Set to take off on a record attempt at Pikes Peak on Sunday, the I.D. R has been meeting all of Volkswagen Motorsport’s expectations. Late this week, it qualified well ahead of the rest of the pack and with temperatures expected to stay cool in Colorado Springs, things are looking good for the car.

That’s even despite the very short timeline that VW Motorsport had to put the car together. According to the team, they really did only have nine months to build this car from scratch. Which might explain why it isn't quite built from scratch.

The car, according to Francois-Xavier Demaison, Technical Director at Volkswagen Motorsport, is an amalgam of parts from other projects, arranged especially for Pikes Peak.

As has been reported, Volkswagen got a lot of help from Porsche for its aero kit, with some going so far as to claim that its aerodynamic elements are effectively copy-pasted—with everything set to 11—from Porsche’s Le Mans-winning car.

The monocoque, meanwhile, is borrowed from Romain Dumas’ previous Pikes Peak car, the Norma MXX RD. Time prevented the team from designing its own carbon monocoque, which meant compromises on battery placement. With the car's core already laid out for them, and designed for a combustion engine, the team couldn’t quite get its batteries quite where it would have ideally liked them.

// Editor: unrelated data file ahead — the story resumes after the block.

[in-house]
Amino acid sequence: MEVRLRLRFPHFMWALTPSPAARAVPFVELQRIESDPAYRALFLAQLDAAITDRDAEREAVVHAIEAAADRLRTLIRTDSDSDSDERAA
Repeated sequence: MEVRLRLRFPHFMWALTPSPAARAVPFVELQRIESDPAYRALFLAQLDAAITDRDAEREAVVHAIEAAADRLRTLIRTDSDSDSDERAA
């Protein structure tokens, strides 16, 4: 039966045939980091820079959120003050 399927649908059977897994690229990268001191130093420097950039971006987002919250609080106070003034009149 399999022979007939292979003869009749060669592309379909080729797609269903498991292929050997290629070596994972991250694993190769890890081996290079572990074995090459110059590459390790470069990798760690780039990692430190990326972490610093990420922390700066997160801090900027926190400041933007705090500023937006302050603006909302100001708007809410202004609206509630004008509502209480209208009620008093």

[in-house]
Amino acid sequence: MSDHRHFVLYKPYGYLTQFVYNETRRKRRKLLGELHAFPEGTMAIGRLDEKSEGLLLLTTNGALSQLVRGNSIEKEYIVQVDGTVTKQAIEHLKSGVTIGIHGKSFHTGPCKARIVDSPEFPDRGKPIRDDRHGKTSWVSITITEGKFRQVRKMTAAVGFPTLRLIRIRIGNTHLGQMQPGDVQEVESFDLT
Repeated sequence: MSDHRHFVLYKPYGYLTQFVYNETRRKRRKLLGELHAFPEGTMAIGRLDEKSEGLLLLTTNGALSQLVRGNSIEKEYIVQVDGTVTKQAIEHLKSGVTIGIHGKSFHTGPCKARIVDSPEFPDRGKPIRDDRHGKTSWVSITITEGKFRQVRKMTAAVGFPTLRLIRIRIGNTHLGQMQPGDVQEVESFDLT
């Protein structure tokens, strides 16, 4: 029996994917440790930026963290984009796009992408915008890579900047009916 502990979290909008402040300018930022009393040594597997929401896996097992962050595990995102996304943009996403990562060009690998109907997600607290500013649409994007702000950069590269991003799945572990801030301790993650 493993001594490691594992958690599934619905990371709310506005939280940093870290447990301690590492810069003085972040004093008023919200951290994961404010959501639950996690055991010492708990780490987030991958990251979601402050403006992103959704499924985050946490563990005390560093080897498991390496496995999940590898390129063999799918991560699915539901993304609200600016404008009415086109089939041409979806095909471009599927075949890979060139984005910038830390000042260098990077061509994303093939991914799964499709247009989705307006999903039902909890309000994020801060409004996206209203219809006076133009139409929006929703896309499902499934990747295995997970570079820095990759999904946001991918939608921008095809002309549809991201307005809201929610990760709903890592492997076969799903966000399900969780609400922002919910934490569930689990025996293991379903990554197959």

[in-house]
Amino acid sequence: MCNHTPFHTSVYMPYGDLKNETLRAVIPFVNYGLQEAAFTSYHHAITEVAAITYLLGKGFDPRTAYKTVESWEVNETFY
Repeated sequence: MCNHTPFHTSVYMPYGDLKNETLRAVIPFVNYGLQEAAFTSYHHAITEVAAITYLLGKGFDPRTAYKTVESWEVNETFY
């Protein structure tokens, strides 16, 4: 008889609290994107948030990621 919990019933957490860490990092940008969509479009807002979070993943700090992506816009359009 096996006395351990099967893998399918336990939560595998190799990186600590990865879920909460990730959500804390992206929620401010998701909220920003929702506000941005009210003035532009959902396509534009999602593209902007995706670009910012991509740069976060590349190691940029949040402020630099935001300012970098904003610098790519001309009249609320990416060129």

Still, though, they appear to have done a good job, because the car qualified 11 seconds ahead of its closest competitor in qualifying and it’s also based on the Norma monocoque.

One of the big reasons for that advantage, though, might be the motors. For the Hill Climb, the I.D. R is running next year’s Formula E motor, which Demaison says is a big improvement over the current unit.

But don’t forget, the I.D. R has two motors, so it will run a full-sized Formula E motor in the back, and a miniaturized version of it in the front.

Although VW only has it churning out about 600 hp, Demaison says it’s capable of much more. The team wants Dumas to be on full attack for the whole run up Pikes Peak, so 600 hp provides the car with the best compromise between power and battery lightness.

Those batteries, meanwhile, are provided by a third party supplier and Demaison says that between bringing up the project to them nine months ago and now, their technology has improved considerably—such is the pace of development for electric race cars.

For now, though, everything is locked in and the team will have to settle for the setup they’ve got as they prepare to take on the fearsome Pikes Peak International Hill Climb on Sunday.

Mind you, the team is doing pretty well for all the time constraints placed on them. Having qualified fastest, theirs will be the first car off the line on Sunday, starting at 10 am.